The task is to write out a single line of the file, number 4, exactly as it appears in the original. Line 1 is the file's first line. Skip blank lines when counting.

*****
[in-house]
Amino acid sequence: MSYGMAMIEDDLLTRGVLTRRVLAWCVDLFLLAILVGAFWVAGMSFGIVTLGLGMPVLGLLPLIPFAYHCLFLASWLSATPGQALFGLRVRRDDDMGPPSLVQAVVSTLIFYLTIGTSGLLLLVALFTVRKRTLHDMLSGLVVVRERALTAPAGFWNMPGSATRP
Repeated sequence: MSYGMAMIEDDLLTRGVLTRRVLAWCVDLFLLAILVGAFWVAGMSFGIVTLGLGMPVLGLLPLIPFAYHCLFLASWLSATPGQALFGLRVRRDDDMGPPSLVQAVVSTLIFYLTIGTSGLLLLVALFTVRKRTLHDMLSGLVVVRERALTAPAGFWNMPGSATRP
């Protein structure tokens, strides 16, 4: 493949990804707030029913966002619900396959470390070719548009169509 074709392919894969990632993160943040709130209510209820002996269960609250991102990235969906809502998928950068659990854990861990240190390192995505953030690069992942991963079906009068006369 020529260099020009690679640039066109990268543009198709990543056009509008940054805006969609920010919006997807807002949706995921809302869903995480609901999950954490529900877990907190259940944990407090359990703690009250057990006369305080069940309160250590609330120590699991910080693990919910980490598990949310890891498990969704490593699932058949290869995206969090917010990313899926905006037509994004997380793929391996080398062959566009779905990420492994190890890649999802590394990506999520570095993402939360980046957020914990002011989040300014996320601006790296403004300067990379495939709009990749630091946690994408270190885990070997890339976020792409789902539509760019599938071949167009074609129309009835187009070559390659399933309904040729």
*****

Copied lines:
């Protein structure tokens, strides 16, 4: 493949990804707030029913966002619900396959470390070719548009169509 074709392919894969990632993160943040709130209510209820002996269960609250991102990235969906809502998928950068659990854990861990240190390192995505953030690069992942991963079906009068006369 020529260099020009690679640039066109990268543009198709990543056009509008940054805006969609920010919006997807807002949706995921809302869903995480609901999950954490529900877990907190259940944990407090359990703690009250057990006369305080069940309160250590609330120590699991910080693990919910980490598990949310890891498990969704490593699932058949290869995206969090917010990313899926905006037509994004997380793929391996080398062959566009779905990420492994190890890649999802590394990506999520570095993402939360980046957020914990002011989040300014996320601006790296403004300067990379495939709009990749630091946690994408270190885990070997890339976020792409789902539509760019599938071949167009074609129309009835187009070559390659399933309904040729």